Your female clients don’t have to forgo their Pilates workouts if they become pregnant. With appropriate exercise adaptations, moms-to-be can benefit from traditional mat work variations to modifications on the reformer throughout pregnancy. Prenatal Pilates on the reformer has three main benefits:
- Prenatal Pilates on the Reformer Increases Postural Awareness While Strengthening the Periphery. During pregnancy the body changes daily. As the baby grows, its added weight can pull the lumbopelvic region into an exaggerated curve, affecting center of gravity and balance. As the breasts increase in size, the thoracic and cervical spinal curves can also become more exaggerated. As these curves increase, so does the stress on the surrounding muscles and joints. Each exercise session on the reformer redefines what ideal alignment looks and feels like for each participant. Once that is established, the reformer exercises will effectively strengthen and support the body through all phases of the pregnancy.
- Prenatal Pilates on the Reformer Emphasizes Closed-Kinetic-Chain Exercises. Hormonal changes during pregnancy create an increase in ligament laxity throughout the body and most significantly in the low back and sacral area. Therefore, long-levered, open-chain exercises are not recommended. On the reformer, the gliding carriage allows movement through a full but controlled range of motion while keeping the arms and legs grounded for a safe and effective workout.
- Prenatal Pilates on the Reformer Offers a Large Variety of Exercise. As pregnancy progresses, it becomes more challenging for moms-to-be to find a comfortable position. The variety of exercise options available on the reformer allow pregnant clients to work in 4-points (hands and knees), seated, reclined, kneeling and side-lying positions.
When working with pregnant clients, it’s essential to offer effective cues and additional guidelines as their bodies change:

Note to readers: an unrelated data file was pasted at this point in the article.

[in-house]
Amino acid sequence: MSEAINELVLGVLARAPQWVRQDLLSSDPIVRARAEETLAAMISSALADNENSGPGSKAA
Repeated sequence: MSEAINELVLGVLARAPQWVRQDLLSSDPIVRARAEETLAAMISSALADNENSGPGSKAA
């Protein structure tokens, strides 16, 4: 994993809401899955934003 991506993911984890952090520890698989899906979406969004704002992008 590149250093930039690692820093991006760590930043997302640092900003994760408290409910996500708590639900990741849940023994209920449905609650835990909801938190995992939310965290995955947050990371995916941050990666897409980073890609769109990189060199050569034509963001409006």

- Breathe. Breathing is a basic principle of Pilates. Therefore, effective breathing should be emphasized in any workout. With prenatal Pilates participants, we focus on a natural, relaxed breathing style, encouraging clients to work within the boundaries of their physical bodies (i.e., elevated diaphragm).
- “Hug Your Baby.” This is a great image for creating the subtle connection to the muscles of the inner core unit (transversus abdominis, pelvic floor, diaphragm, multifidus), rather than using words like “compress” and “flatten.”
- Mobilize the Ankle Joints. Pregnancy can affect blood flow and circulation in the lower extremities. Tightness and cramping in the lower legs is also a common complaint. Adding ankle and foot exercises to the prenatal Pilates workout will improve mobility and increase circulation throughout the pregnancy.
- Focus on the Shoulder Girdle and Scapulohumeral Rhythm. Expectant moms need to think of their prenatal Pilates program as “training” for delivering, carrying, breastfeeding and holding their new babies. Having a strong upper body and a good understanding of how to move dynamically through the shoulders and upper back allows for a smooth transition from the prenatal to the postnatal demands placed on the body.
Kim Kraushar will share more tips on how to apply STOTT PILATES® principles to specific reformer exercises for expectant clients at the Inner IDEA® Conference, September 11-14, in Palm Springs. Drawing on the latest medical information and American College of Obstetricians and Gynecologists (ACOG) guidelines, Kraushar will discuss anatomical and physiological changes, risk factors and movement considerations with an eye toward providing a safe and effective workout. Participants will also learn how to make exercise choices for the prenatal client, what modifications may be needed, and which cues and corrections to use for safety and effectiveness. For more information or to register for the event, visit www.inneridea.com/conference.
Photo credit: STOTT PILATES® photography © Merrithew Corporation
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